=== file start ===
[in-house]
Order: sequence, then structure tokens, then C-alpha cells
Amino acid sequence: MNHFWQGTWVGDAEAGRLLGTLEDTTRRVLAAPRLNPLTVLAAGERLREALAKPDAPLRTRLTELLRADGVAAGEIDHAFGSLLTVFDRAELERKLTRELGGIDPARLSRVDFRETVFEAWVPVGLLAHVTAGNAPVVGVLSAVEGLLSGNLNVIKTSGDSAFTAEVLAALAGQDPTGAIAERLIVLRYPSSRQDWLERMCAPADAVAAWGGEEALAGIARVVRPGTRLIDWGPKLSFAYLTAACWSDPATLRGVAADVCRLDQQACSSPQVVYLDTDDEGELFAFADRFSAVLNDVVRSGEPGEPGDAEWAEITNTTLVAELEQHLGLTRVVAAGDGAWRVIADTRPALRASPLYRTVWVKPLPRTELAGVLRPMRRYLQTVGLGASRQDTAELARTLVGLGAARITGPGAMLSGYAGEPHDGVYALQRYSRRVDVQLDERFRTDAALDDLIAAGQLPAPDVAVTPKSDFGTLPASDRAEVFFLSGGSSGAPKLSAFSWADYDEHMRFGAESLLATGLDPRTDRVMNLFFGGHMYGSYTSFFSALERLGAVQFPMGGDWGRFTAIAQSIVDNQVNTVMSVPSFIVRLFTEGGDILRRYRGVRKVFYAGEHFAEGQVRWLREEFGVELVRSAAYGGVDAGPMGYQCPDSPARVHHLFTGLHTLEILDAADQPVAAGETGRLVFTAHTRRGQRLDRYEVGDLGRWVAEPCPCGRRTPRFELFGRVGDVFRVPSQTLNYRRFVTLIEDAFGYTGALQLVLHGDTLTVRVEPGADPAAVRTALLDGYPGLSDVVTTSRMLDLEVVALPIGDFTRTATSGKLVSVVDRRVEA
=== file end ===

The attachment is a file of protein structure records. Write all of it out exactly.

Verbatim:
[in-house]
Order: sequence, then structure tokens, then C-alpha cells
Amino acid sequence: MNHFWQGTWVGDAEAGRLLGTLEDTTRRVLAAPRLNPLTVLAAGERLREALAKPDAPLRTRLTELLRADGVAAGEIDHAFGSLLTVFDRAELERKLTRELGGIDPARLSRVDFRETVFEAWVPVGLLAHVTAGNAPVVGVLSAVEGLLSGNLNVIKTSGDSAFTAEVLAALAGQDPTGAIAERLIVLRYPSSRQDWLERMCAPADAVAAWGGEEALAGIARVVRPGTRLIDWGPKLSFAYLTAACWSDPATLRGVAADVCRLDQQACSSPQVVYLDTDDEGELFAFADRFSAVLNDVVRSGEPGEPGDAEWAEITNTTLVAELEQHLGLTRVVAAGDGAWRVIADTRPALRASPLYRTVWVKPLPRTELAGVLRPMRRYLQTVGLGASRQDTAELARTLVGLGAARITGPGAMLSGYAGEPHDGVYALQRYSRRVDVQLDERFRTDAALDDLIAAGQLPAPDVAVTPKSDFGTLPASDRAEVFFLSGGSSGAPKLSAFSWADYDEHMRFGAESLLATGLDPRTDRVMNLFFGGHMYGSYTSFFSALERLGAVQFPMGGDWGRFTAIAQSIVDNQVNTVMSVPSFIVRLFTEGGDILRRYRGVRKVFYAGEHFAEGQVRWLREEFGVELVRSAAYGGVDAGPMGYQCPDSPARVHHLFTGLHTLEILDAADQPVAAGETGRLVFTAHTRRGQRLDRYEVGDLGRWVAEPCPCGRRTPRFELFGRVGDVFRVPSQTLNYRRFVTLIEDAFGYTGALQLVLHGDTLTVRVEPGADPAAVRTALLDGYPGLSDVVTTSRMLDLEVVALPIGDFTRTATSGKLVSVVDRRVEA